Fonterra flagged "strengthening demand" for dairy products
as the sector's biggest exporter raised farmgate milk prices in its native New
Zealand, putting them on track for a 10% rise year on year.
The co-operative lifted by NZ$0.25 per kilogramme of milk
solids to a three-year high of NZ$6.75 per kilogramme of milk solids its
forecast for prices paid to farmers in 2017-18, which started last month.
The increase "reflects the ongoing rebalancing of supply and
demand in global dairy markets" said John Wilson, the Fonterra chairman.
"Global demand for dairy [is] strengthening."
Separately, Fonterra flagged "strong growth" in Latin
American dairy imports, up 13% in the year to March, although noting "some
easing" in expansion of volumes to Asian buyers.
Meanwhile, milk production is "flat to declining" in
Australia, the European Union and New Zealand, three of the top exporters,
although showing 2% growth in the US.
'Low levels of
Theo Spierings, the Fonterra chief executive, said that "increasing
numbers of consumers in our global markets prefer dairy for their everyday
source of nutrition, and that is converting into strong demand particularly in
consumer and foodservice products".
He added that the group's outlook was based on "prudent"
forecast, "given that we are still early in the season".
Fonterra was starting 2017-18 with "very low levels of
inventory", Mr Spierings said, in an announcement which comes two weeks after
the group revealed the withdrawal of 7,200 tonnes of Australian skim milk
powder for sale through its GlobalDairyTrade auctions over the next year.
A recovery in dairy prices overall at GlobaDairyTrade has
actually levelled off this year, with a continued surge in values of fat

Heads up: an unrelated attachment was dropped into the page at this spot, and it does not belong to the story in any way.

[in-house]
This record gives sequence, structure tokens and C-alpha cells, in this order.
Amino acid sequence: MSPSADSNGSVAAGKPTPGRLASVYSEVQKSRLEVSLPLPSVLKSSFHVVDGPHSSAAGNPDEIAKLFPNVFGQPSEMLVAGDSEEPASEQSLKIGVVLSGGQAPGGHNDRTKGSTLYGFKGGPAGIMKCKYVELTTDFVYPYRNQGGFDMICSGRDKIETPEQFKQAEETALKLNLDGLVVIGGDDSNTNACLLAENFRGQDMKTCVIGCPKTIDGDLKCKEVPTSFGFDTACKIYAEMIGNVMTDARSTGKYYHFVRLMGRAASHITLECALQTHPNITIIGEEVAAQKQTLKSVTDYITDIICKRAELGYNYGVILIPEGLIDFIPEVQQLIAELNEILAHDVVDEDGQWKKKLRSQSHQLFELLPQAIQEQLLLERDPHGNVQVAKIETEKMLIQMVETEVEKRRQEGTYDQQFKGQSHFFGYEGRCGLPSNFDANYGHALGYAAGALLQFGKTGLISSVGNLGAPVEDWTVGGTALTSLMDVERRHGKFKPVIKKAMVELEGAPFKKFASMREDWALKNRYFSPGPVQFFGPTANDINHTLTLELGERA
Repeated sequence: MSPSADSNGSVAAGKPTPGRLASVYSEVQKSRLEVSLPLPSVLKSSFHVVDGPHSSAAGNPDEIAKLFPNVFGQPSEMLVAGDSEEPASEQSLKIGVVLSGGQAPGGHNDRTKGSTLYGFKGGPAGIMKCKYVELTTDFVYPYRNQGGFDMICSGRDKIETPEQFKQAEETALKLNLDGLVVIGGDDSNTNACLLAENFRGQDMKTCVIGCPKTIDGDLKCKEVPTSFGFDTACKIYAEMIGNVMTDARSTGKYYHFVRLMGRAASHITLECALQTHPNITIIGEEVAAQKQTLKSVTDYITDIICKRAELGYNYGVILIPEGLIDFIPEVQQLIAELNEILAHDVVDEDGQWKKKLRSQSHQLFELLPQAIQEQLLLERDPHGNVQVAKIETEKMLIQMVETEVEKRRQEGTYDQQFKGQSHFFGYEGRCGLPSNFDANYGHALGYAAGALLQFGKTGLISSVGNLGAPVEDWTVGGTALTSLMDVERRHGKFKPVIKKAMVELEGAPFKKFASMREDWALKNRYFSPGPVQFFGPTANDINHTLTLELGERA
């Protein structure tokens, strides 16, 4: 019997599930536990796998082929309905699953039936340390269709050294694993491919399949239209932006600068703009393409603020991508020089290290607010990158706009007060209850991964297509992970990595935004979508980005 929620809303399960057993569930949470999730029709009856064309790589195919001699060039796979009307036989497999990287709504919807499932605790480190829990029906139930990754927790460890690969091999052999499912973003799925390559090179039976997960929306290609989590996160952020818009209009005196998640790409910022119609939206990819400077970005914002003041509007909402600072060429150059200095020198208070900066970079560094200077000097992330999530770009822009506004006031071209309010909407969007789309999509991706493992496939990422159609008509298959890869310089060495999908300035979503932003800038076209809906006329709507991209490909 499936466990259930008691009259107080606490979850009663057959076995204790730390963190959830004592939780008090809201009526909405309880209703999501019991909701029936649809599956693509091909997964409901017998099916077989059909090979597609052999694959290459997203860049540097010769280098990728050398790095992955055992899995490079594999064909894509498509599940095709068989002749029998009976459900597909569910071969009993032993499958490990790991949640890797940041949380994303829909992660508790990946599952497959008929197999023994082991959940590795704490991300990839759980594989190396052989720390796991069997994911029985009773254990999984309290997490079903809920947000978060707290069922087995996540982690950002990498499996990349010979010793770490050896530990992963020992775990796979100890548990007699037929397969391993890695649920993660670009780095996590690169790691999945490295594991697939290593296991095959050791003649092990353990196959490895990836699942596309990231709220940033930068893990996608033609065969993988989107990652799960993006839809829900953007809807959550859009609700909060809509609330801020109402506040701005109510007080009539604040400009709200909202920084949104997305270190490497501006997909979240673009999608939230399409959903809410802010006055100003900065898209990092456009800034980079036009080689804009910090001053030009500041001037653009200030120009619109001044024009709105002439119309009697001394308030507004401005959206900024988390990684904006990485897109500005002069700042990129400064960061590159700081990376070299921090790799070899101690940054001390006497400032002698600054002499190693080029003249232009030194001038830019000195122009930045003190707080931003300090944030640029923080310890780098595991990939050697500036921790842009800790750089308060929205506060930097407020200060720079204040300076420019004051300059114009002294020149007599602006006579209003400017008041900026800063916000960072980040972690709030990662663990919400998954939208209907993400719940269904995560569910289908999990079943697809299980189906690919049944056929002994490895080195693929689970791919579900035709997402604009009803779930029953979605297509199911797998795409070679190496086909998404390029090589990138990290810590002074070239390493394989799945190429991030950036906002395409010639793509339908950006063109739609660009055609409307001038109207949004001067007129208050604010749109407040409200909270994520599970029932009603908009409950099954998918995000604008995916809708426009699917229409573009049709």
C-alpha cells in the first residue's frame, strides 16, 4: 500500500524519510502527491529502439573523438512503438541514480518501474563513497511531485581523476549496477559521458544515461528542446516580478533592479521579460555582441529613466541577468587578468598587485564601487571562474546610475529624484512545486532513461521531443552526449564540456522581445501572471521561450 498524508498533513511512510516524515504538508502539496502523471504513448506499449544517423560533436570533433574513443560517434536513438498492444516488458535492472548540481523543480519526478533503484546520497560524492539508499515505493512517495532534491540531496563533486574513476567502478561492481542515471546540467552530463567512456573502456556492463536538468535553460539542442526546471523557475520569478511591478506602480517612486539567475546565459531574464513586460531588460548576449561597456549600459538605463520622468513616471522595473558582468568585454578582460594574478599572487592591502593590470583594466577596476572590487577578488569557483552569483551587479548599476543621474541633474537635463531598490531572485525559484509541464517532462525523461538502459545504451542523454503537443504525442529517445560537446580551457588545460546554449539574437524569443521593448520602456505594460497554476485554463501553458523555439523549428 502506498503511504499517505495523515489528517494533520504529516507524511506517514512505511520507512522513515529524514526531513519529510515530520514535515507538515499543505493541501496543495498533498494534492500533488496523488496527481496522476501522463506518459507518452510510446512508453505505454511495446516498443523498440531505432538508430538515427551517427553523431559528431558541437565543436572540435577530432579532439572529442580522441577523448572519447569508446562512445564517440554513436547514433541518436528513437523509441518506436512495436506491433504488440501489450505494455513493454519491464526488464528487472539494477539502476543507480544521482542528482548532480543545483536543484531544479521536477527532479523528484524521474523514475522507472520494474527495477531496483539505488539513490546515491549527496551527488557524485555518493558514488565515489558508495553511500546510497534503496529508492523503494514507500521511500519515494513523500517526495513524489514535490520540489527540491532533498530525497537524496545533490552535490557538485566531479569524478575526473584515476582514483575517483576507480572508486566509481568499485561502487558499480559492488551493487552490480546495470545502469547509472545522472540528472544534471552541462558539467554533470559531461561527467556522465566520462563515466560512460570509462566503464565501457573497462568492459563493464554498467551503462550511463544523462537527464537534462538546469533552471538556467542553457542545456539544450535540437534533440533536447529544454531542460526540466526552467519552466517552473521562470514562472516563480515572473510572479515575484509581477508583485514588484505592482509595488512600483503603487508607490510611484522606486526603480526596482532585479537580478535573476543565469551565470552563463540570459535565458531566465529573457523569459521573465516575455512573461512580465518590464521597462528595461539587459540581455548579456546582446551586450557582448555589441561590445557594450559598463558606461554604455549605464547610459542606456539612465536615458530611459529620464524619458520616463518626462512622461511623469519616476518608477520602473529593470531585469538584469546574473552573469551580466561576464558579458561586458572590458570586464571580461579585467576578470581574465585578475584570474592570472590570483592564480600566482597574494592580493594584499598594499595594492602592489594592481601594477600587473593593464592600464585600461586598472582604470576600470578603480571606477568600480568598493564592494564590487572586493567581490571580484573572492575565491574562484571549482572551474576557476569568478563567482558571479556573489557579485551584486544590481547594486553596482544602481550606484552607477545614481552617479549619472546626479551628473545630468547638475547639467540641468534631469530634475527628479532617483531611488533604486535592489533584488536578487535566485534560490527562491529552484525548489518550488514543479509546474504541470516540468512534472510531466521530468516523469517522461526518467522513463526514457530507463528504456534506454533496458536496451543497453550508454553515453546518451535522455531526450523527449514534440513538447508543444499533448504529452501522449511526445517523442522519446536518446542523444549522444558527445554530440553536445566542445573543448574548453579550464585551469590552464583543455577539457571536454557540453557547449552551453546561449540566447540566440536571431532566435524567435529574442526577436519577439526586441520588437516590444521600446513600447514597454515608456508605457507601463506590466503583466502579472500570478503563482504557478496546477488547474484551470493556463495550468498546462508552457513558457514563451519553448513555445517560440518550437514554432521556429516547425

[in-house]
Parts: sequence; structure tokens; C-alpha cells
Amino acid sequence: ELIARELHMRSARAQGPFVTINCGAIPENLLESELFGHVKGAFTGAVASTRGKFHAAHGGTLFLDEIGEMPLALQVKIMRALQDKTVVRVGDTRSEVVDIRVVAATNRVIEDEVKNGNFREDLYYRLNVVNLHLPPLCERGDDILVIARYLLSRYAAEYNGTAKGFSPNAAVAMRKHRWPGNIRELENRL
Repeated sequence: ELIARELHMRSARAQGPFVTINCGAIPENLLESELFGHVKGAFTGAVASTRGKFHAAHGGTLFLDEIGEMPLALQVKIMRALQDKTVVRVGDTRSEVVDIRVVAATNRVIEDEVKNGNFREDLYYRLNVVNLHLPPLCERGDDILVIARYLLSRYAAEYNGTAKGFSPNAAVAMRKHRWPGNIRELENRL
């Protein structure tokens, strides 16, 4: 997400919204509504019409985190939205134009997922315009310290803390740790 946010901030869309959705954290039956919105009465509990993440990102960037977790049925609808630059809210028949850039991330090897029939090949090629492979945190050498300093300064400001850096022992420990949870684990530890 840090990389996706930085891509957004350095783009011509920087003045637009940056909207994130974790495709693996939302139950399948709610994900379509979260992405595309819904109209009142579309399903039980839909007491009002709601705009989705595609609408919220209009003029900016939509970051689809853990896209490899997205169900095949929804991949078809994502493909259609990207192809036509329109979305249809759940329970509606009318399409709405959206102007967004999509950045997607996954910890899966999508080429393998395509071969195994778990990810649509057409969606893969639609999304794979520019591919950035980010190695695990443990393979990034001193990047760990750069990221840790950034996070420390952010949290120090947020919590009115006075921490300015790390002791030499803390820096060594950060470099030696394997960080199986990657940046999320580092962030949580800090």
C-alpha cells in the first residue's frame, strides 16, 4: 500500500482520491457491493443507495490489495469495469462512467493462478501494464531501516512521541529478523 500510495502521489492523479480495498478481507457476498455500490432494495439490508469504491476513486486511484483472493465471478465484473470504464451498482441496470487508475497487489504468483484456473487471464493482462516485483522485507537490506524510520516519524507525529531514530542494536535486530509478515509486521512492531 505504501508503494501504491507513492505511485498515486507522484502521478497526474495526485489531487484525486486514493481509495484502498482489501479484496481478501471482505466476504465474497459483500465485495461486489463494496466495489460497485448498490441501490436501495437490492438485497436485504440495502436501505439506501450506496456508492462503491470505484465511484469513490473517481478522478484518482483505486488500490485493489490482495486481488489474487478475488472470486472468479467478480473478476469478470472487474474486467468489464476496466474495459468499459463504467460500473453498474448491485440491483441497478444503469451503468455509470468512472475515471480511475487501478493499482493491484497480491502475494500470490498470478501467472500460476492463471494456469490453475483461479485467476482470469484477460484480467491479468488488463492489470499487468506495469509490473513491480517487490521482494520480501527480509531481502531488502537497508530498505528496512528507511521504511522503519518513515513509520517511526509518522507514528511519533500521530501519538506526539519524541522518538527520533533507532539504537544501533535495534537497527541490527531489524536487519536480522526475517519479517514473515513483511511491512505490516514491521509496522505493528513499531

products - and notably butter, for which prices have hit record highs – offset
by softness in markets for the likes of skim milk powder.
However, prices of whole milk powder have found renewed life
over the past week, standing at $3,280 a tonne on Thursday in New Zealand's NZX
market for September delivery, a multi-month high.
"Buyers have taken prices up through a sort of 'ceiling' at
about $3,200 a tonne that has been in place since last April," said Tobin Gorey
at Commonwealth Bank of Australia.
"The market seems to have been energised by that break and
added further gains since."
Mr Gorey attributed the gains in part to currency moves, and
appreciation in the euro and the New Zealand dollar – currencies of the two
major dairy exporters – against the dollar.
"Whole milk powder prices in both those currencies have
gained a lot less than they have in US dollar terms," he said.
"But they have still gained so currency cannot be the
"The other part of the explanation is likely to be very high
butter prices dragging the value of milk fat higher."
Australian price rise
Upward pressure on farmgate milk prices has also been
evident in some other markets, including Australia, where top processor Murray
Goulburn last month hiked an initial price outlook of Aus$4.70 per kilogramme
of milk solids to Aus$5.20 after rivals put in higher forecasts.
Bega offered farmers Aus$5.50 per kilogramme of milk solids,
with Fonterra offering Australian producers Aus$5.30 per kilogramme of milk